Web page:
How to Request Data Deletion Under CCPA

Under CCPA, consumers have the right to request deletion of any data a company or its associates holds on them. Here's how to do it.

How to Request Data Deletion Under CCPA

Chloe Spilotro 04.07.2020

The CCPA has ushered in a new era of data privacy for consumers across California, affording California residents the right to request the deletion of any data that a company, or its associates, holds on them. 

We take a closer look at this often confusing legislation, exploring how customers make data deletion requests, how businesses comply with these requests, and the exceptional circumstances under which data deletion is not enforceable.

What is the Right to Delete under the CCPA, and why is it important?

The CCPA came into effect on January 1st, 2020, but enforcement has not yet kicked off in earnest - California Attorney General Becerra intending to begin enforcement by July 1st, 2020. Under Section 1798.105 of the CCPA (California Consumer Privacy Act,) a consumer has the right to request that a business delete their personal information from its records and direct all its service providers to do the same.

These types of subject access rights date back to 2014, when Mario Costeja Gonzalez sued Google to suppress search results about his financial troubles. The outcome of the trial was the ‘right to be forgotten,’ a privacy law that gave citizens the right to have negative private information about them scratched from the online record. Later, the right to be forgotten was replaced by the ‘right to erasure’ under the EU’s GDPR (General Data Protection Regulation,) a sweeping set of data privacy laws which inspired the CCPA.

The importance of the new regulations on data privacy cannot be overstated with over half a million companies in the United States due to be affected. Some businesses (including Microsoft) have pledged to grant CCPA rights to all their customers. The difficulty delineating California residents from other consumers, coupled with the likelihood that other states will follow California’s lead with their own CCPA-type laws, means enacting rights for all consumers could prove to be the sensible option.

What constitutes personal information under CCPA?

‘Personal information’ lies at the heart of the CCPA, especially the right to delete, so what does ‘personal information’ actually mean? Fortunately, the statute is very prescriptive in this regard, with a long list of personal data that could be used to build a customer profile. These include:

  • Identifiers such as name, alias, postal address, username, password, email address, social security number, driver’s license number or passport number

  • Characteristics of protected classifications under California or federal law such as race, religion, sex/gender, and sexual orientation

  • Commercial information such as records of personal property and products purchased, obtained, or considered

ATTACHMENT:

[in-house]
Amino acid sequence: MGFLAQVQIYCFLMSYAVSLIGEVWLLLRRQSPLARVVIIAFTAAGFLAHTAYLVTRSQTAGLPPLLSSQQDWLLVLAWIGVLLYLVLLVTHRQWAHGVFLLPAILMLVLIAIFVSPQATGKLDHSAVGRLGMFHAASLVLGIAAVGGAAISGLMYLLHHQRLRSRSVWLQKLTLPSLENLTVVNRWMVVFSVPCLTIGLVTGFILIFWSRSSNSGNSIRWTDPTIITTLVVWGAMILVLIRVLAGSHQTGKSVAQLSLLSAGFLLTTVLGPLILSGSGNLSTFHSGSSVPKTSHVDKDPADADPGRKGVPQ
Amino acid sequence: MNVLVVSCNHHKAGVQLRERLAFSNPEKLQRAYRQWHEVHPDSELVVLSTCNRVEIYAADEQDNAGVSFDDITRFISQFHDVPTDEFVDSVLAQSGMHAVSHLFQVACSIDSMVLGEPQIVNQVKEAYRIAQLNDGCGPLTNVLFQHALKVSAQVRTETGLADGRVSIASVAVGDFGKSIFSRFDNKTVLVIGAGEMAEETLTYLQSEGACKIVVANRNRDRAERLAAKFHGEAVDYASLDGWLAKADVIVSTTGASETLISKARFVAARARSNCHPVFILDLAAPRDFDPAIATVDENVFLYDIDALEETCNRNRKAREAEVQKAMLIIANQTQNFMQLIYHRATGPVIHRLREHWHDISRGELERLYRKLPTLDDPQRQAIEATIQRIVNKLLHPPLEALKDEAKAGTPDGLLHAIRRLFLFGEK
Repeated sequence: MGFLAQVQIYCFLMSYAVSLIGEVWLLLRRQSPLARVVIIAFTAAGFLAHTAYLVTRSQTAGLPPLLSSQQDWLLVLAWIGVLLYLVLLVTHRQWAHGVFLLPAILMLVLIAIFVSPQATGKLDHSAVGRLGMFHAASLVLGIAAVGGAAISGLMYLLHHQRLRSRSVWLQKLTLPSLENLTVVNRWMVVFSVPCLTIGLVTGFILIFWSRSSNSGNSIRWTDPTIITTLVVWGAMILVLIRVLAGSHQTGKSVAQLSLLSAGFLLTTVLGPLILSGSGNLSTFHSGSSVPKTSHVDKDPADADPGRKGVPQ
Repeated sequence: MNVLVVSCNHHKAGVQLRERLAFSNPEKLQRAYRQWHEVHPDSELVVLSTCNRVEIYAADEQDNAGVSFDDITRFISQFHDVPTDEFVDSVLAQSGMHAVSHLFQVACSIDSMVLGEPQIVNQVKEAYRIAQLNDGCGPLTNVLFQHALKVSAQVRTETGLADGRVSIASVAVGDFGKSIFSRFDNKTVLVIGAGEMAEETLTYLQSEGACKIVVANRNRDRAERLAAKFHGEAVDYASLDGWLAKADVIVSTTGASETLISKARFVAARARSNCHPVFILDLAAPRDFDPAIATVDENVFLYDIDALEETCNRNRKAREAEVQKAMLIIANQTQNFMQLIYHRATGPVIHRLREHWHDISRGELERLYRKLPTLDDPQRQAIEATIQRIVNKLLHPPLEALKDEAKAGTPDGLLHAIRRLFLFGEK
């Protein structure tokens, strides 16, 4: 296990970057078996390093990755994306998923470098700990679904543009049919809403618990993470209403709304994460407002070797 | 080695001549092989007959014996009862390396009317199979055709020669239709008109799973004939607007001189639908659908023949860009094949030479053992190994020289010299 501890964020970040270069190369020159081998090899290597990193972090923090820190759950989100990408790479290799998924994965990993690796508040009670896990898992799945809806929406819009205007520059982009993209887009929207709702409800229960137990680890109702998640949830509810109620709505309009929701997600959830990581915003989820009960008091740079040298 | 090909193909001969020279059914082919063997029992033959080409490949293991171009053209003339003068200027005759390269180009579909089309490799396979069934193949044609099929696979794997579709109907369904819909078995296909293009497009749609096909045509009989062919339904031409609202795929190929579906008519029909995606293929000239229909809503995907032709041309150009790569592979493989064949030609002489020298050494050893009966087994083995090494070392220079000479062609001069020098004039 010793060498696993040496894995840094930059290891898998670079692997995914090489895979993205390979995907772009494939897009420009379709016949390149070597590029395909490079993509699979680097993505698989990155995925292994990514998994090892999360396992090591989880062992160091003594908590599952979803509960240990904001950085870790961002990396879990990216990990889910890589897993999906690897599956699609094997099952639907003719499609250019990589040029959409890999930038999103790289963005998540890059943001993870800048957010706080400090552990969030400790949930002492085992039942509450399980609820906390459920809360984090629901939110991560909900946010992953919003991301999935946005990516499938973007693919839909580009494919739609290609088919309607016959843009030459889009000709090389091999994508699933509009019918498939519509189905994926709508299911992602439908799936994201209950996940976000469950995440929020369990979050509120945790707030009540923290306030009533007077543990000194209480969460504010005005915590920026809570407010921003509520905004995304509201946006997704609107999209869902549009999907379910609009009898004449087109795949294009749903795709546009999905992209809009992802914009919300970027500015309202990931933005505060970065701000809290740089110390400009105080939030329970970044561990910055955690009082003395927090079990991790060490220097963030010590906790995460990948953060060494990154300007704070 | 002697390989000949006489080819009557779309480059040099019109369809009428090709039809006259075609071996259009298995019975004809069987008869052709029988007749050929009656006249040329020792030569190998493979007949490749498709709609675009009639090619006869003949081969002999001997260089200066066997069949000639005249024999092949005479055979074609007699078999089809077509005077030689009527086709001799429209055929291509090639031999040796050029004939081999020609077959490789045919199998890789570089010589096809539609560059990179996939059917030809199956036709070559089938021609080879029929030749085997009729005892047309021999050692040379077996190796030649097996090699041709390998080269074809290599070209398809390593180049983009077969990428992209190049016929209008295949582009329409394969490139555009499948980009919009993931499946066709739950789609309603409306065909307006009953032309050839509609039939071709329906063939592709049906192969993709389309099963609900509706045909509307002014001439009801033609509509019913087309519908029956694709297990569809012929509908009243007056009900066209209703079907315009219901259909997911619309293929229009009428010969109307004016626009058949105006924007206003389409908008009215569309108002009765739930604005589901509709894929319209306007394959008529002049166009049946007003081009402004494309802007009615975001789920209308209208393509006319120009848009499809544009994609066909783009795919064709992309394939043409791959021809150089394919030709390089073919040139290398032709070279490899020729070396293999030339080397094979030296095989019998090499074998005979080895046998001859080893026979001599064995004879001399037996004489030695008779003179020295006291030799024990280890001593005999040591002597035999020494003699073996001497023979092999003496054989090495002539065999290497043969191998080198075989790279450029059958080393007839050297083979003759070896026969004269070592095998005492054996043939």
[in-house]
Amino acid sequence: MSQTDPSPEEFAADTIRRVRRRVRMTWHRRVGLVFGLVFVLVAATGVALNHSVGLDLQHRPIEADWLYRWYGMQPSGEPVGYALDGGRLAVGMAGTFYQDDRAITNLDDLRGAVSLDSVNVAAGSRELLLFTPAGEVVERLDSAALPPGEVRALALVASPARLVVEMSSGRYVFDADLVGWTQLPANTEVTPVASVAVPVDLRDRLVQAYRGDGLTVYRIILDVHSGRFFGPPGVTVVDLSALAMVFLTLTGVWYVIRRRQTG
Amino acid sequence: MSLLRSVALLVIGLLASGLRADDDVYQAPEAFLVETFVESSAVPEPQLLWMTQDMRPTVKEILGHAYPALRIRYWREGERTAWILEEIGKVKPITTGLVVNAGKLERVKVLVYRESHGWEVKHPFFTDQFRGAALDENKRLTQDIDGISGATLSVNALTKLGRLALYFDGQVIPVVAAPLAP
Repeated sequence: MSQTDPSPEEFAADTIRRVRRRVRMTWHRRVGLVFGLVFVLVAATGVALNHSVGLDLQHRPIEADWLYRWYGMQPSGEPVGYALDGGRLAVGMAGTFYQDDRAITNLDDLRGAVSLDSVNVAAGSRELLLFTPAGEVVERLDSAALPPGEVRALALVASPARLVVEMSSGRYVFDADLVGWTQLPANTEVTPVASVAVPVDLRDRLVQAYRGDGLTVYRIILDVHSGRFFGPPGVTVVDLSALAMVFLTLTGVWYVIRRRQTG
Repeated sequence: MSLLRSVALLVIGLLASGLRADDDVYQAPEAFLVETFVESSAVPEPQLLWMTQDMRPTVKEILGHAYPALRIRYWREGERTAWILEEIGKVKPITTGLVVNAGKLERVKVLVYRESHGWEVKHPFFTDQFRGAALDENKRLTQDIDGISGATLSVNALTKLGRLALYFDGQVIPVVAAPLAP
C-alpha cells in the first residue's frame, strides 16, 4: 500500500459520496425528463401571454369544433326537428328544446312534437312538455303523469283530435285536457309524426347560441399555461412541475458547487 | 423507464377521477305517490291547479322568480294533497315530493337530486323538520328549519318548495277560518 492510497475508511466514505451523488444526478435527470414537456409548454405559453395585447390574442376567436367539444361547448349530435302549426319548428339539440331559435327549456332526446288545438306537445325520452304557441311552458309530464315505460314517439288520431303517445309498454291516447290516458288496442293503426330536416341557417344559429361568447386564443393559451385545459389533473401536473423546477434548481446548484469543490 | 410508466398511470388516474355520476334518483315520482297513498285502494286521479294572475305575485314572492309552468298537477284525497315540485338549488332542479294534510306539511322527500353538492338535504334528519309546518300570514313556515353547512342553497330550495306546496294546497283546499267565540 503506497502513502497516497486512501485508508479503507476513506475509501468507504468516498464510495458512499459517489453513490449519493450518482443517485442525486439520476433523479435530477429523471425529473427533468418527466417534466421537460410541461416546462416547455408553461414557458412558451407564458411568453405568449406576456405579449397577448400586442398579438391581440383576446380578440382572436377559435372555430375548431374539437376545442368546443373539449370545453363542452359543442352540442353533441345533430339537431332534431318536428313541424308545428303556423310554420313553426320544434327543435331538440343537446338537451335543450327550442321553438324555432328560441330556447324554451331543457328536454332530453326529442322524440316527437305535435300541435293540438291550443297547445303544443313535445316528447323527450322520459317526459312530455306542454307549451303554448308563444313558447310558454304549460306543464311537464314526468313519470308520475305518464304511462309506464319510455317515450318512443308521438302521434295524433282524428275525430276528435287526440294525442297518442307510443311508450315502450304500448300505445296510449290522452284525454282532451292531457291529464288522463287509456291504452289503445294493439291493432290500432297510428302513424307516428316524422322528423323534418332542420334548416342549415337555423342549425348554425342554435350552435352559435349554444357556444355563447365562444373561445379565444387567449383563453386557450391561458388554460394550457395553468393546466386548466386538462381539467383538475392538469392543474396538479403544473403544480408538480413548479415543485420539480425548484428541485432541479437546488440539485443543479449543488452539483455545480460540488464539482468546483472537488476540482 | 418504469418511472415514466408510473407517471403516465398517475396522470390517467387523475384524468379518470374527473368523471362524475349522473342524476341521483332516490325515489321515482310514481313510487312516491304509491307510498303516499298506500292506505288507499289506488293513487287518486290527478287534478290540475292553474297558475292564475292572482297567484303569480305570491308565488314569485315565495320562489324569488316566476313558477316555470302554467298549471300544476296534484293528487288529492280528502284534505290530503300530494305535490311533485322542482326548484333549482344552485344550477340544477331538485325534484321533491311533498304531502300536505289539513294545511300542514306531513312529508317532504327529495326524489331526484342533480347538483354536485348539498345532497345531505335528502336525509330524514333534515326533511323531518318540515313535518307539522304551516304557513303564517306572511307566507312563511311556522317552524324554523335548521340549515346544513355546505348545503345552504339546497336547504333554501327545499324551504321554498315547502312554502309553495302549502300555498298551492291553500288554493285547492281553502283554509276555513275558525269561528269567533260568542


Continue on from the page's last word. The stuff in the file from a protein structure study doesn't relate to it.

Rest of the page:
• Biometric information

  • Internet browsing history, search history, and information regarding a consumer’s interaction with websites, apps, or ads

  • Geolocation data

  • Audio, electronic, visual, thermal, olfactory, or similar information

  • Employment data

  • Education data (that’s not publicly available)

  • Any inference that could be used to create a consumer profile such as preferences, characteristics, predispositions, behavior, intelligence, or aptitudes

Can I ask a company to delete my data in the US?

Unlike the GDPR and its right to erasure, which applies to all businesses, public bodies, institutions, not-for-profits, and even individuals under some circumstances, regardless of their size, the CCPA only covers mid- to large-sized companies which fulfill one of the following criteria:

  1. The business has a gross annual revenue of $25 million or more.

  2. The business annually buys, receives, sells, or shares the personal information of 50,000 or more consumers, households, or devices.

  3. The business derives 50% or more of its annual revenues from selling consumers’ personal information.

Furthermore, the CCPA only protects California residents. These are defined as individuals who are in the State “other than for a temporary or transitory purpose” and individuals “domiciled in the State but outside the State for a temporary or transitory purpose.” Under this classification, a California resident who is out-of-state at college, ie, for a temporary purpose, would still be protected. 

Assuming the company and the consumer meet the above criteria, a request for data deletion can be submitted. The easiest way to make such a consumer request is through the "Do Not Sell My Personal Information" link that all companies covered by the CCPA are required to feature prominently on their homepage. 

Remember, it’s not just companies located in the United States that fall under the CCPA - California is the fifth-largest economy in the world, and merely operating a website that collects California residents’ private data leaves a company subject to the law.

Submitting Deletion Requests

How can a consumer submit a CCPA request? The CCPA doesn’t specify how a deletion request should be submitted, but it does require businesses to create at least two methods for consumers to use. 

One such method must be a toll-free phone number unless the business interacts with customers solely online, in which case an email address is sufficient. If the business operates a website (as everyone does), it must have an interactive web-form that can be used for submissions. Other acceptable submission methods are a form submitted in person, and a form submitted through the mail.

Rules on Deadlines and Fees